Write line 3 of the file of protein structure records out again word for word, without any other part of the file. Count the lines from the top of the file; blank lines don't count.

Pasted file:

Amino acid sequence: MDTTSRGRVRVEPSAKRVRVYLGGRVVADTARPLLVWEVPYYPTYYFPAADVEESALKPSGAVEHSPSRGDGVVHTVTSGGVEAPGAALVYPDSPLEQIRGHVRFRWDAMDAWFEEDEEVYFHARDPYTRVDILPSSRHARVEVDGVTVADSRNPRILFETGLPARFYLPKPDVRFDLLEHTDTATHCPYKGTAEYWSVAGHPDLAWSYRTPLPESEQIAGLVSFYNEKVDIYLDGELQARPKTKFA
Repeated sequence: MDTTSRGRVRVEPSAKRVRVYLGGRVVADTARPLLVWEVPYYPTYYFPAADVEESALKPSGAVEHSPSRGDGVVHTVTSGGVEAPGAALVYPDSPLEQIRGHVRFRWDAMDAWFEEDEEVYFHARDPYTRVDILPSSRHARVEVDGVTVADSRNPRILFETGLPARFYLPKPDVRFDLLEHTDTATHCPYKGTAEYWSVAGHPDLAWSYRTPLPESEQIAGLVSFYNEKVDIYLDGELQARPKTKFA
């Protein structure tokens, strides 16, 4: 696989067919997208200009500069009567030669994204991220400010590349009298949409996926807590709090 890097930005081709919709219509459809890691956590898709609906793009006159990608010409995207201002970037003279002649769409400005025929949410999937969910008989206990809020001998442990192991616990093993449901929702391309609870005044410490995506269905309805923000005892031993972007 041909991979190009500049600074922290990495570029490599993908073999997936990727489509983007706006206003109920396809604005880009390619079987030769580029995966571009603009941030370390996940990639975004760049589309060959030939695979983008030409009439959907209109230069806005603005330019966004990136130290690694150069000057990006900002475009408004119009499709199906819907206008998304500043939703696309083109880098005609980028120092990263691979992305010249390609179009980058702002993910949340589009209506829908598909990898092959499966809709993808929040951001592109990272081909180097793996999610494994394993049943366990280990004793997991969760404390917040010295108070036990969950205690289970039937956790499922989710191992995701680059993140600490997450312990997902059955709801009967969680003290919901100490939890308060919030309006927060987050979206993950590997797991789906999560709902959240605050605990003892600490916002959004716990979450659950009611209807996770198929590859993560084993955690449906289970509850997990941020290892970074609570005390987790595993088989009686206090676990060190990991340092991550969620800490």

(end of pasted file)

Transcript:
């Protein structure tokens, strides 16, 4: 696989067919997208200009500069009567030669994204991220400010590349009298949409996926807590709090 890097930005081709919709219509459809890691956590898709609906793009006159990608010409995207201002970037003279002649769409400005025929949410999937969910008989206990809020001998442990192991616990093993449901929702391309609870005044410490995506269905309805923000005892031993972007 041909991979190009500049600074922290990495570029490599993908073999997936990727489509983007706006206003109920396809604005880009390619079987030769580029995966571009603009941030370390996940990639975004760049589309060959030939695979983008030409009439959907209109230069806005603005330019966004990136130290690694150069000057990006900002475009408004119009499709199906819907206008998304500043939703696309083109880098005609980028120092990263691979992305010249390609179009980058702002993910949340589009209506829908598909990898092959499966809709993808929040951001592109990272081909180097793996999610494994394993049943366990280990004793997991969760404390917040010295108070036990969950205690289970039937956790499922989710191992995701680059993140600490997450312990997902059955709801009967969680003290919901100490939890308060919030309006927060987050979206993950590997797991789906999560709902959240605050605990003892600490916002959004716990979450659950009611209807996770198929590859993560084993955690449906289970509850997990941020290892970074609570005390987790595993088989009686206090676990060190990991340092991550969620800490």